Prevent Mother-to-Child HIV Transmission: WHO Advice

Each year more than 400,000 infants are infected HIV from their mothers. Most of the time, the mothers were not even aware that they had contracted HIV, and inadvertently passed it on to their child.

Now, the World Health Organization, known as WHO, is pressuring HIV positive women to receive antiretroviral drugs that will help protect against the transmission of the virus during pregnancy, delivery or breast feeding.

Pregnant women with the virus run the very high risk of passing the virus that causes AIDS onto their children. There are a number of treatments that are effective, and if the mothers begin on them early, they should be able to prevent the transmission of the disease. Experts have claimed that early treatment greatly reduces the risk to the infant.

Of course, in order to receive the treatment, mothers first must know that they do indeed have HIV. If they do, they will likely be given antiretroviral drugs to protect the fetus. Their babies also need to be tested early on in the process to ensure that the mother has not already transmitted HIV to the child.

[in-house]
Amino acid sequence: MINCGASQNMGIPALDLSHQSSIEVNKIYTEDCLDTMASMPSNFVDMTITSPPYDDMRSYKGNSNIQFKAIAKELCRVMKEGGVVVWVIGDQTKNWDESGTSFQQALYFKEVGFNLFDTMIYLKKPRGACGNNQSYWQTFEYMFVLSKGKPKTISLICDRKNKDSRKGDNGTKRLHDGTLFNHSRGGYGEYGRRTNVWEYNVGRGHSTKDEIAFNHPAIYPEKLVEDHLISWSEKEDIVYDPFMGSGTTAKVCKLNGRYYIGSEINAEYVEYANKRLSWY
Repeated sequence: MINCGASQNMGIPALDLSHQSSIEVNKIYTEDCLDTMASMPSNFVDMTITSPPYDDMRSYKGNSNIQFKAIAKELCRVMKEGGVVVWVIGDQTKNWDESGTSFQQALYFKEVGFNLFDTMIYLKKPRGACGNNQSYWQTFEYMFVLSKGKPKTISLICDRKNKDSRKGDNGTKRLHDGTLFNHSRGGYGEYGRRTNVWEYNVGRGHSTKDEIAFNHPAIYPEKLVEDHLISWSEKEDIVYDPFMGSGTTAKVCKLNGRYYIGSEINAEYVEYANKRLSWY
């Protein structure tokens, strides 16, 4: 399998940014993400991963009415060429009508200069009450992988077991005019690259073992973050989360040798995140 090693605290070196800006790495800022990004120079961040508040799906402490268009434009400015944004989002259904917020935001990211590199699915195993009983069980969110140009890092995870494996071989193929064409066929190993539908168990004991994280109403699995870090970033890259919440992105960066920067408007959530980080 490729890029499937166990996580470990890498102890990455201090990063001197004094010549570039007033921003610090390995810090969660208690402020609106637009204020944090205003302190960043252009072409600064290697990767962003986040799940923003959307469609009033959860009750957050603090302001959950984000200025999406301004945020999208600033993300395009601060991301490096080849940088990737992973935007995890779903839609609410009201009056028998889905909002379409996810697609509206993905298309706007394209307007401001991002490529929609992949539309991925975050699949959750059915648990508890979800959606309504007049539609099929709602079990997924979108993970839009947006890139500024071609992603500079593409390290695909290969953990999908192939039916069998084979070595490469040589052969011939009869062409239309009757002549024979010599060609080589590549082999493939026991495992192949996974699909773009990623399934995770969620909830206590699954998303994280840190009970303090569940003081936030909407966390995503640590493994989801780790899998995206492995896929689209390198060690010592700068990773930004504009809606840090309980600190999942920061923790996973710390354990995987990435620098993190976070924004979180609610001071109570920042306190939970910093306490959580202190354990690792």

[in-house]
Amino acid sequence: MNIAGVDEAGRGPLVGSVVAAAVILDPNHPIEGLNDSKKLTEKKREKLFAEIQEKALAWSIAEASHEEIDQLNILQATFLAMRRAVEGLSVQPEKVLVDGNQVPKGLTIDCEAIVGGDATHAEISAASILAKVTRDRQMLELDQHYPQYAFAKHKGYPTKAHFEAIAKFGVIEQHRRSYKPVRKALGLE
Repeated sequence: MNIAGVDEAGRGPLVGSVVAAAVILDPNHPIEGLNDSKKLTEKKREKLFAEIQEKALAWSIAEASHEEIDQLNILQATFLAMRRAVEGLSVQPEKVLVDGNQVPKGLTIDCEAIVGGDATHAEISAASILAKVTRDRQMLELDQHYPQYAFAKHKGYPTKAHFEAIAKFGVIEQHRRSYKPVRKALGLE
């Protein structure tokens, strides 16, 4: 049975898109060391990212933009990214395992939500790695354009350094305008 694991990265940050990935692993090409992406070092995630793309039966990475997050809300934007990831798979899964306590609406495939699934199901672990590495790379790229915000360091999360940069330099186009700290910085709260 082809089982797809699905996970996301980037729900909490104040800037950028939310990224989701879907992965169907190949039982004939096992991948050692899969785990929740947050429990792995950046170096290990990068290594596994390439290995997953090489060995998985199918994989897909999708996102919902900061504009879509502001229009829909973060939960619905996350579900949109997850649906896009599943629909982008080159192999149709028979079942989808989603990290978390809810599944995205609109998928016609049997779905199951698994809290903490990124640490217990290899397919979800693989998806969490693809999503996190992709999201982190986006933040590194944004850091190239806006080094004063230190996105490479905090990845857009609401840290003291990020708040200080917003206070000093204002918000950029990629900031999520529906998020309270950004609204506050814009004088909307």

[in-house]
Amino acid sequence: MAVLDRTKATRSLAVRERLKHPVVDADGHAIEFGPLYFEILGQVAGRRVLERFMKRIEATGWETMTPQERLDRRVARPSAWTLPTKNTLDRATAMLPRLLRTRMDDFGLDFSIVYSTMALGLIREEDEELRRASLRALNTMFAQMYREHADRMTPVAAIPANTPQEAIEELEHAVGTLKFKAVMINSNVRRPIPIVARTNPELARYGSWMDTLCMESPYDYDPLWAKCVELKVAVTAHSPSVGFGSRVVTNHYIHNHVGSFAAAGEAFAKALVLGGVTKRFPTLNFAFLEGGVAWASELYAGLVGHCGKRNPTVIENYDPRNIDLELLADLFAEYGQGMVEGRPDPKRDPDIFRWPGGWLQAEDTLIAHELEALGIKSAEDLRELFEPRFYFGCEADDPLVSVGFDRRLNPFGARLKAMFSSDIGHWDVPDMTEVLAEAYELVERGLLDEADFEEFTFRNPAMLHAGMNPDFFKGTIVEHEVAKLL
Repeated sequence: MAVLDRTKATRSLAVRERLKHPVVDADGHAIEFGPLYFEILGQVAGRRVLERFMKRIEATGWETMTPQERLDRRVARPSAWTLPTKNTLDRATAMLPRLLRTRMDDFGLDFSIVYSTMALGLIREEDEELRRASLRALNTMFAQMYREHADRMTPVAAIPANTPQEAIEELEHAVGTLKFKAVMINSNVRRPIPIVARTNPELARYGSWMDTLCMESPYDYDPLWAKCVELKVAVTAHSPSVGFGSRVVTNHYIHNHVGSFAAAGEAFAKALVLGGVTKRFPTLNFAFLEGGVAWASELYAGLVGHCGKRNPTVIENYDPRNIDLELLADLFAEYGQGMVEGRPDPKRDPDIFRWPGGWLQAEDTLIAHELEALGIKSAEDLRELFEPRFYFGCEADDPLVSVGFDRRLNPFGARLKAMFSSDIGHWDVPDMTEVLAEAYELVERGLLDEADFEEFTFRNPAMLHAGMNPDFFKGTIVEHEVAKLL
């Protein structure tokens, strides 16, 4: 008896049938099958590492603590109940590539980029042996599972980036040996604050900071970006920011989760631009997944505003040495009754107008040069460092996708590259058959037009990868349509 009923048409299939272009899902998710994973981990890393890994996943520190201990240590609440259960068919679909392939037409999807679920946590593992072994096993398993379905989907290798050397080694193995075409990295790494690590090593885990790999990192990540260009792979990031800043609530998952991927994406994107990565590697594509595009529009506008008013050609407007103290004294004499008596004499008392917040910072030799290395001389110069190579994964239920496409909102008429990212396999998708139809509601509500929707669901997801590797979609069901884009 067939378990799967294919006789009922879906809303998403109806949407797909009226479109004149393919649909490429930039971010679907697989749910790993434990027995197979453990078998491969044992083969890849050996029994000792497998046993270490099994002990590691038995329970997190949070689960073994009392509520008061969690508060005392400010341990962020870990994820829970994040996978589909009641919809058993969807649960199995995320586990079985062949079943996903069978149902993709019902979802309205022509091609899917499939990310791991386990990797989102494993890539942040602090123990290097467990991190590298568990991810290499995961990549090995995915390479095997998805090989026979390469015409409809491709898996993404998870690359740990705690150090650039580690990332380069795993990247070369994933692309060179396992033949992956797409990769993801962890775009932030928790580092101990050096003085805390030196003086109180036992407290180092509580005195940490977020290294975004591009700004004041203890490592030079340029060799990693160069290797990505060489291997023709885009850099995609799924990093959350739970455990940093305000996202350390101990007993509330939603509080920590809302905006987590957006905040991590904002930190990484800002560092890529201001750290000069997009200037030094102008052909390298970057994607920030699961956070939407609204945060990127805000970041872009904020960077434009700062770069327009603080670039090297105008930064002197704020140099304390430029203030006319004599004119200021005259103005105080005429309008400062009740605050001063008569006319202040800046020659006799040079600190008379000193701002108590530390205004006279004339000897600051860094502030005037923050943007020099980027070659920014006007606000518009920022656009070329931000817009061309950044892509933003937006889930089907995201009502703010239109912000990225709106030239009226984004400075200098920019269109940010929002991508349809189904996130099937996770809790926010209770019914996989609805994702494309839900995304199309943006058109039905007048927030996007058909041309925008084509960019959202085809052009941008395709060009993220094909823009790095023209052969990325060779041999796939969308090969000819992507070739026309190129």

“If a child who has HIV is not put on treatment right away, half of them will be dead by the age of two,” said one doctor. “So it is very, very important that children born of HIV mothers – even if it’s not clear they are positive or negative – it’s very clear that they be tested.”

Hopefully WHO releasing information about the subject will raise awareness and will help mothers to protect their children from transmission of the HIV virus.

Leave a Comment